Hoi An is like nowhere else I’ve ever visited. It’s perfect in its imperfections – an almost Disneyfied reimagining of history. The wide, cobbled streets are lined by buttercup-hued buildings and trees heavy with fruit and perfumed flowers. Each whitewashed balcony is filled with people sitting back in the sunshine, sipping on chilled glasses of ca phe sua da and watching the world go by. We arrived at 6am after a long and sleepless night bus journey, to a town beginning to stir. The mercury was rapidly rising as we slipped into the heat of the day.

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We stayed at a small and simple hostel in the Old Town – the name of which I’ve since, unfortunately, forgotten. As with the vast majority of hostels during our travels, this was a basic affair – no hot water and limited internet access. It did, however, have a beautiful swimming pool lying just a few steps from our front door – similar to many affordable hostels and hotels throughout the city. As one of the country’s most developed tourism destinations – unlike the towns which cater first and foremost to backpackers – Hoi An also offers a whole spectrum of beautiful hotels to suit every budget.

Our first day was spent exploring this beautiful city – a UNESCO World Heritage site with incredibly well-preserved cultural sites on almost every street corner. The Ancient Town lying towards the centre of the city has long been regarded as a jewel in the crown of Vietnam’s heritage, and it’s clear to see why. There are countless sights to see, and many options to do so. You can purchase a pass for around 120,000 dong (roughly $6 USD) which will allow you to visit some of the top Ancient Town attractions. Beware, your choice of attractions is limited to five visits in total, made up of: one of the two landmarks (the Japanese covered bridge’s pagoda or Quan Cong temple), any of the four included museums,  any of the three old houses, congregation houses, and few other sights such as the traditional theatre. Each visit counts as one of the five included in your pass, which can be purchased from most tourist areas, or the numerous street traders.

However, even without this you’re free to explore the many sights not covered by the pass – including the Japanese covered bridge itself (though not the pagoda) and countless little hidden monuments and shrines.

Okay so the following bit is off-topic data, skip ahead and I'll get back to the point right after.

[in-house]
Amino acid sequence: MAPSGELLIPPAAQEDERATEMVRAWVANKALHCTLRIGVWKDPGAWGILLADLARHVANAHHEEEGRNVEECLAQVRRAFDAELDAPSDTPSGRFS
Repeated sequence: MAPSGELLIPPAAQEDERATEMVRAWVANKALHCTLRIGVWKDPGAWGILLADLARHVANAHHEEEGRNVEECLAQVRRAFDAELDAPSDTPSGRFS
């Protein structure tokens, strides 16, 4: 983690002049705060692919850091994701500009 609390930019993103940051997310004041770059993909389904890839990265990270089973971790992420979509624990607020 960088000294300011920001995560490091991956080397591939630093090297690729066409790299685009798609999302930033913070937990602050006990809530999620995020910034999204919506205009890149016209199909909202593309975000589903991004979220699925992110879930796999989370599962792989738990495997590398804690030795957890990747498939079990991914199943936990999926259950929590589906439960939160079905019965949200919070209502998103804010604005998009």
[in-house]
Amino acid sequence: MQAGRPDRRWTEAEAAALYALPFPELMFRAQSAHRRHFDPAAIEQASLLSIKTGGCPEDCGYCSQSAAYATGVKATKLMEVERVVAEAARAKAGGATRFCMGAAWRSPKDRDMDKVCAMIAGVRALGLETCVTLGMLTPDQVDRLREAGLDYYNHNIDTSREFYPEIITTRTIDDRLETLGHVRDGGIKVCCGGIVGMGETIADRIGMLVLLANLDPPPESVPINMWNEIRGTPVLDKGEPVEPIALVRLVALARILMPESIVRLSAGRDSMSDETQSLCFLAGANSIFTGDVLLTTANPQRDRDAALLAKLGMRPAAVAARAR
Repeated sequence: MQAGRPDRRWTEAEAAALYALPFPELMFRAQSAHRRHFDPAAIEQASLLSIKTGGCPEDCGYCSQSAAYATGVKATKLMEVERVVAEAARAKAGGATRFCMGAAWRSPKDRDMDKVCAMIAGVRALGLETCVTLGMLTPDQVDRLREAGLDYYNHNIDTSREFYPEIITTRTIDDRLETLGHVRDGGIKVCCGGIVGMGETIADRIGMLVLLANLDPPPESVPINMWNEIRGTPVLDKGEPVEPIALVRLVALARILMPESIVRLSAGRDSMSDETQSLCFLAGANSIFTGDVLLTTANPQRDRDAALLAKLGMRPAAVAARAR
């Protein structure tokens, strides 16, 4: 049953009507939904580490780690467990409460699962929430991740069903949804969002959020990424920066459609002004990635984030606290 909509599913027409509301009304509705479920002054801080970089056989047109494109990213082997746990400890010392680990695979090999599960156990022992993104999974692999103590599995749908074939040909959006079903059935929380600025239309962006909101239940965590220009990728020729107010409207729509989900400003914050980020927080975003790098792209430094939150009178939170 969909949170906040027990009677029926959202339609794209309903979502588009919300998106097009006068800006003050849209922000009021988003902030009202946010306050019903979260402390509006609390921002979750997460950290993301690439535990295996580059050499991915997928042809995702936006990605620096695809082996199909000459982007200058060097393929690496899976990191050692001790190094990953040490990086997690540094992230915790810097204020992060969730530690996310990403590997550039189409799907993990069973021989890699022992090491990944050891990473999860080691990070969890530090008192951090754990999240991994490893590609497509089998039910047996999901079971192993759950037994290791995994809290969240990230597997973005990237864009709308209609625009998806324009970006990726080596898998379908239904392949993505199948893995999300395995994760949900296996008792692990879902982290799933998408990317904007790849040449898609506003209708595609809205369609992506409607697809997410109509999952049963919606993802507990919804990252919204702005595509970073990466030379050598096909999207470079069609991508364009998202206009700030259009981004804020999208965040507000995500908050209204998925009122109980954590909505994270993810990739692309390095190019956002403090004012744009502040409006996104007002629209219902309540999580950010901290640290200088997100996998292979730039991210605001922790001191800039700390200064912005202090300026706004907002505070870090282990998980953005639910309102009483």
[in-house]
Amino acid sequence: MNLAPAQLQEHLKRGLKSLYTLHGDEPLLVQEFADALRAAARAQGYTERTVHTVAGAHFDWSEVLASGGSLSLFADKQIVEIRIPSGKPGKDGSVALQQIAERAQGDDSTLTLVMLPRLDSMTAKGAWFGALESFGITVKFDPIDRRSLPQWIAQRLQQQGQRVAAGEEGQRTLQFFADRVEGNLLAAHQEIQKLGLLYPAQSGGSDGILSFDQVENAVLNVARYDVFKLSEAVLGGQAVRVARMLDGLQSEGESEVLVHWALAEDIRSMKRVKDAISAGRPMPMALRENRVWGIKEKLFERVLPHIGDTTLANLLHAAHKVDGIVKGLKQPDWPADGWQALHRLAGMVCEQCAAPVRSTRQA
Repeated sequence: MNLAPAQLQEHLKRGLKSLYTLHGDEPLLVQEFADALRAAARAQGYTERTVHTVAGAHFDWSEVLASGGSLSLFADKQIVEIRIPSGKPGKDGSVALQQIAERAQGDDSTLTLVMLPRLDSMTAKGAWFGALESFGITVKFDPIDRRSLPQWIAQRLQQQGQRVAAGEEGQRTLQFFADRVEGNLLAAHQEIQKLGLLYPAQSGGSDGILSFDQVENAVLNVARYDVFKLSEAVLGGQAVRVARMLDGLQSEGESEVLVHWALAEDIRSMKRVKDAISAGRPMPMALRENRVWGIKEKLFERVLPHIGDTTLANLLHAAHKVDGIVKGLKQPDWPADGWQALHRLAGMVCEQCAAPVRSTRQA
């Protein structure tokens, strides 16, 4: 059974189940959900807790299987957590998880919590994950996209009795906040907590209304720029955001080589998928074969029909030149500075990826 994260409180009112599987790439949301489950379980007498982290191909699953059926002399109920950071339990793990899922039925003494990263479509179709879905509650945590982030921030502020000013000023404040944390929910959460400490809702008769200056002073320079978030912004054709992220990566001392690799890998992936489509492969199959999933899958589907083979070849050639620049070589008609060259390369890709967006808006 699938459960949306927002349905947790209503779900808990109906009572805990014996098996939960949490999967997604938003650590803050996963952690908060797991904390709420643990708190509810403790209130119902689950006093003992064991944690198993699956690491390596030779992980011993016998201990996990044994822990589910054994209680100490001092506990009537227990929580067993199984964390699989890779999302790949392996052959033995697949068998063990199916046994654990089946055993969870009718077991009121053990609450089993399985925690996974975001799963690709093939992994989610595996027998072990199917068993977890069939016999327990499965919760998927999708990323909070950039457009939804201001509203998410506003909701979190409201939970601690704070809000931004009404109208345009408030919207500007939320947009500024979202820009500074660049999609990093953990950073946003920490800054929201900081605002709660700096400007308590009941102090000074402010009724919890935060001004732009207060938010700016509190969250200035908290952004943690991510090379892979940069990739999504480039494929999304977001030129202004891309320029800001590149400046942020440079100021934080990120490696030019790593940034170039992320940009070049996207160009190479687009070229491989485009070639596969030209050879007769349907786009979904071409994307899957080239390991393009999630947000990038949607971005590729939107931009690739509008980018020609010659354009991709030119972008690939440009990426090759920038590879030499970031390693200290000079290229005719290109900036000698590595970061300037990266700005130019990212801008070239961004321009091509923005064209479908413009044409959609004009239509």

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One of my favourite spots in the town was the central market, comprised of a cavernous indoor marketplace with traders spilling out into a maze of stalls lining the surrounding streets. Vietnamese markets are a sensory overload: the air is heavy with the scents of dried shrimp and sour durian, ringing with the cries of livestock and the voices of stallholders vying for trade. Whilst there are, of course, tourists around, the majority of stalls are unchanged from generations past – grocers, butchers, and fishmongers catering to their communities. I’ve never seen such a variety of produce – fruit of every shape, size and colour, a boggling variety of sea creatures -fresh, dried and fermented, herbs, spices, alcohol, trinkets… The list could go on forever.

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The tailors of Hoi An are renowned. There are hundreds of them, popping up on every street and tucked away inside the cool shade of every building. I took along a photo of a dress I wanted, the tailor took my measurements and less than a day later I was carrying this picture-perfect replica home (with a few other pieces besides). A friend had a fur-trimmed winter coat created (a word to the wise: consider how long you’ll have to lug these creations around the country – or pay to have them sent home), whilst I know of many others who have left the city with entire tailored three-piece suits complete with vibrant silk lining. If you can dream it up, the talented tailors of Hoi An can make it.